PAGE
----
Quinoa, the good seed.Gather Journal Peruvian Quinoa Stew
The Iron Age was named for the titular invention that marked the advent of mass production. Because quinoa, one of the oldest cultivated crops and what the Incans call “mother grain,” is extremely iron-rich, we made it the star of our hearty, soul-soothing stew (a Peruvian chupe de quinoa derived from a recipe we tasted at the Inkaterra Macchu Picchu Pueblo Hotel). Prepare it in a cast iron pot for an ideal welding of flavor and Pachamama will surely approve.
Rinse quinoa under running water in a sieve. Drain well, then transfer to a medium saucepan along with 2 ⅔ cups water. Bring to a simmer, then cover and cook over medium-low heat, 12 to 15 minutes, until quinoa is cooked and liquid has been absorbed. Remove from heat and fluff with a fork.
Cook onion, garlic, and pepper paste in oil in a large saucepan over medium heat, stirring frequently, until onion is softened, about 8 minutes. Add broth and bring to a simmer. Stir in carrots, potatoes, and ½ tsp salt. Cook until vegetables are tender, about 15 minutes. Stir in quinoa, check seasoning, and keep warm. Wipe out the medium saucepan to cook the eggs.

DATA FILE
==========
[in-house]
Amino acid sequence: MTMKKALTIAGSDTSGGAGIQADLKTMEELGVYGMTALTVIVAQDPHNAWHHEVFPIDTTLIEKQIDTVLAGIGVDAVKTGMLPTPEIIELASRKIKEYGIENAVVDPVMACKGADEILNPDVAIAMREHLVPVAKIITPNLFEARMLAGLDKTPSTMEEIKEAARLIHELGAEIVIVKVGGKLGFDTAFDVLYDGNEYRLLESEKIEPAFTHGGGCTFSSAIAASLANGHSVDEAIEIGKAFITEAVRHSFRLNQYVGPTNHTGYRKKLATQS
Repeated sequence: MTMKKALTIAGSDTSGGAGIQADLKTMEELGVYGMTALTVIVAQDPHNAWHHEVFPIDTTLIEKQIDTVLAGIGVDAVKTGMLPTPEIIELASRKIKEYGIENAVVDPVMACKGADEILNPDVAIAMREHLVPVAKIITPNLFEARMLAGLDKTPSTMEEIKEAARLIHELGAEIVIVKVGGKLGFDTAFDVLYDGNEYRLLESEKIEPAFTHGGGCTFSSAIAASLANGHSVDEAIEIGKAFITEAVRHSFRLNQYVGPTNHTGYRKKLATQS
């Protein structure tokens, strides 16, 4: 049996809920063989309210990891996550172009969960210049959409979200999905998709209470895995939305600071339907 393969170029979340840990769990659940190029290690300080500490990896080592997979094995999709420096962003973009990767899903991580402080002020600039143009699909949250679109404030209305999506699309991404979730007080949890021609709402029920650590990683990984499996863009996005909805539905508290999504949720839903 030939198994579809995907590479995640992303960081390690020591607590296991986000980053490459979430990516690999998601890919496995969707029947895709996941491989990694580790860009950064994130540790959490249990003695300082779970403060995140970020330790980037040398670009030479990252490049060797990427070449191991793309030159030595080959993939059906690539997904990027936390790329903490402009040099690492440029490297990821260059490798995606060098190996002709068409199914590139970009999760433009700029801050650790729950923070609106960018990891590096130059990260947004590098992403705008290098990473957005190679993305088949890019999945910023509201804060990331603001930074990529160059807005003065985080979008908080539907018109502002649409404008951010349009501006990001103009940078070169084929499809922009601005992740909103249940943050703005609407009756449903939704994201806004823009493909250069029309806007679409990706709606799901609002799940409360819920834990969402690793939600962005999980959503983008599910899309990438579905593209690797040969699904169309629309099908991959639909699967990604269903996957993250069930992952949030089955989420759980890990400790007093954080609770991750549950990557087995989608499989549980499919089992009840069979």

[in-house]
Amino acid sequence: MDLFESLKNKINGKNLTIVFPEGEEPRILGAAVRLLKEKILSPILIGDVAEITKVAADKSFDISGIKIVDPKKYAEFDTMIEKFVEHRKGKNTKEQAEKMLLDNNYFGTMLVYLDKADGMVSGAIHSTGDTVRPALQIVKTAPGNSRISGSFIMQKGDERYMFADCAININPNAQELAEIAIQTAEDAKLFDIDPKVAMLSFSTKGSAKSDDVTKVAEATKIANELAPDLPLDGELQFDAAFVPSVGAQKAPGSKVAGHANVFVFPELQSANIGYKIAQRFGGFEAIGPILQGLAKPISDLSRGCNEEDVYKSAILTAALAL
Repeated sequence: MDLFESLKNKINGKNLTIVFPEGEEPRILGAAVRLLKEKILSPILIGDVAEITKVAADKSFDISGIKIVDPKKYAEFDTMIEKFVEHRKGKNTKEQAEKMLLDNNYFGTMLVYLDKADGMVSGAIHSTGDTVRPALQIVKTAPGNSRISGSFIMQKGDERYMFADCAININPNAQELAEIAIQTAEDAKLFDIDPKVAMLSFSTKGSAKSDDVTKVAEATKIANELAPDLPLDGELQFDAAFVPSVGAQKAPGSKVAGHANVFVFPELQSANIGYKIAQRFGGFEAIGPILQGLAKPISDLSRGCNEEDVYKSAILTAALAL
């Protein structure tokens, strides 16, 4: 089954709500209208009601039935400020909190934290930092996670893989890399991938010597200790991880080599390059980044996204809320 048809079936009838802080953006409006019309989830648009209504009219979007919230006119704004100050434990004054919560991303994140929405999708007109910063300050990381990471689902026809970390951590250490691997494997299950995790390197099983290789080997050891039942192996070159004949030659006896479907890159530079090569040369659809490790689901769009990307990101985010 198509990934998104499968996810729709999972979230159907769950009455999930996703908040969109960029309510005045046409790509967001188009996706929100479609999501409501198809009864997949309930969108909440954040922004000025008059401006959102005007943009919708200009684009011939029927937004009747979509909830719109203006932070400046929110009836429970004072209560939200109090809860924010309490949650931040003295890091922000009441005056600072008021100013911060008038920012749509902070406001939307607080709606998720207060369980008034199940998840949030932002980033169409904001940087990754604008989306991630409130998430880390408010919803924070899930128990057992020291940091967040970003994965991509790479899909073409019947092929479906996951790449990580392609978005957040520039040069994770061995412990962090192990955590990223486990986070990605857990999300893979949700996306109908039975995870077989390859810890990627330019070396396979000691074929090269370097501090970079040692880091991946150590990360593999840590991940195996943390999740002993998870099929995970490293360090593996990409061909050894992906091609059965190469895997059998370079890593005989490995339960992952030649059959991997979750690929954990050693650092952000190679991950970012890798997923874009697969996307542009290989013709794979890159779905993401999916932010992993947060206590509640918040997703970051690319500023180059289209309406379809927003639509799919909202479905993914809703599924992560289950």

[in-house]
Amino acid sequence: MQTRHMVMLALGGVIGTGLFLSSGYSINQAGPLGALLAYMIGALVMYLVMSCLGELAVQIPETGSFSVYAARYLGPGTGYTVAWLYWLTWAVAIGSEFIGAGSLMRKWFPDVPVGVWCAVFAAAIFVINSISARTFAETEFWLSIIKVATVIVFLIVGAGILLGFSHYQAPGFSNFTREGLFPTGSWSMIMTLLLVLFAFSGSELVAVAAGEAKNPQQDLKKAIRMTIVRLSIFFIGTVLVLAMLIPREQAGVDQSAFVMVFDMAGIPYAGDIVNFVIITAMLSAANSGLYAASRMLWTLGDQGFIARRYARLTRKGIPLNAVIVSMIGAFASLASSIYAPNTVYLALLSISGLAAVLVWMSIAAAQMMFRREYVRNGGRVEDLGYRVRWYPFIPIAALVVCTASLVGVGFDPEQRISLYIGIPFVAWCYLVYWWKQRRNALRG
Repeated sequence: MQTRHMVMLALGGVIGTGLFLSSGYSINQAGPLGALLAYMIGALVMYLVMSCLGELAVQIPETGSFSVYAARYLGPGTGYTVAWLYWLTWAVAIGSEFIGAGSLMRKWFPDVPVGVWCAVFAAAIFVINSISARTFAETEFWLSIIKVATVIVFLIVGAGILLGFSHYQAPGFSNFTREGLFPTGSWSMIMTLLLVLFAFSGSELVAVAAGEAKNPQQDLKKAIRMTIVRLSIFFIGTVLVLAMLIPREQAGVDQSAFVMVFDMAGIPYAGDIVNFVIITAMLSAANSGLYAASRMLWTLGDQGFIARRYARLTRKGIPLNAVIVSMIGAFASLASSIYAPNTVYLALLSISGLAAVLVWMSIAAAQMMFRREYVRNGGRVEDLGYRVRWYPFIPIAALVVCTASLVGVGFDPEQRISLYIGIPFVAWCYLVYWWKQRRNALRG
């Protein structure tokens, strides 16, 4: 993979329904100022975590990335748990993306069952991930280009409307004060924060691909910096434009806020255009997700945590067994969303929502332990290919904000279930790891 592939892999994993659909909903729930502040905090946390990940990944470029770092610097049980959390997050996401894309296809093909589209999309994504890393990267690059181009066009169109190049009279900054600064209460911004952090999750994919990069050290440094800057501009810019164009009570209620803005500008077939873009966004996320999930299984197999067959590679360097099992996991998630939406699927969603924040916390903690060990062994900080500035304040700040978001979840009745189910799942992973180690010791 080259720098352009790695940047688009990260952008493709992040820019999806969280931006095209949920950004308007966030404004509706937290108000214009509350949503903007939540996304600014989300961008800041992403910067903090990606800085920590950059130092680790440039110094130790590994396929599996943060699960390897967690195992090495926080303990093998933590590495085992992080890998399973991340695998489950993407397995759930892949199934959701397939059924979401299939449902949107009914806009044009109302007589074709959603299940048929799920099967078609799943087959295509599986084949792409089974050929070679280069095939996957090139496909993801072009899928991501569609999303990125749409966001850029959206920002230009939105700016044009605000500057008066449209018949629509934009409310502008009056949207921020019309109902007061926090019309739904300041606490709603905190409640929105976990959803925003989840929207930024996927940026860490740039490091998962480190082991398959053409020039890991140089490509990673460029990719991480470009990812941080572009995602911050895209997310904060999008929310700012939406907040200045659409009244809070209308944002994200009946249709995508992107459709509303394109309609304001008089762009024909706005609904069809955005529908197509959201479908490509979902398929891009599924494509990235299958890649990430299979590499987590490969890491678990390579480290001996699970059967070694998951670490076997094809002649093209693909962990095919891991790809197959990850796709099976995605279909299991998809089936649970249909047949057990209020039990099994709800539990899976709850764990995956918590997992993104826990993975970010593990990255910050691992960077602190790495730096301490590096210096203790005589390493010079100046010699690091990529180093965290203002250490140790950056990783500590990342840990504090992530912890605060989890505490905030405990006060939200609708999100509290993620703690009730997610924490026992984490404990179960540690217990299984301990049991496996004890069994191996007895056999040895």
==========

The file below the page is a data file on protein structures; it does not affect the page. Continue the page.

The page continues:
Fill the saucepan with 3 to 4 inches of water and bring to a gentle simmer. Add vinegar. Crack an egg into a small cup. Using a slotted spoon, gently swirl the simmering water and slide the egg in giving it a gentle tumble with the spoon to encase itself in egg white. Repeat with remaining eggs. Keep the water at a mellow simmer and cook for 2 to 3 minutes, just until the whites have set but the yolk remains soft and runny. Divide soup into bowls and serve with mint, poached egg, and cheese if using.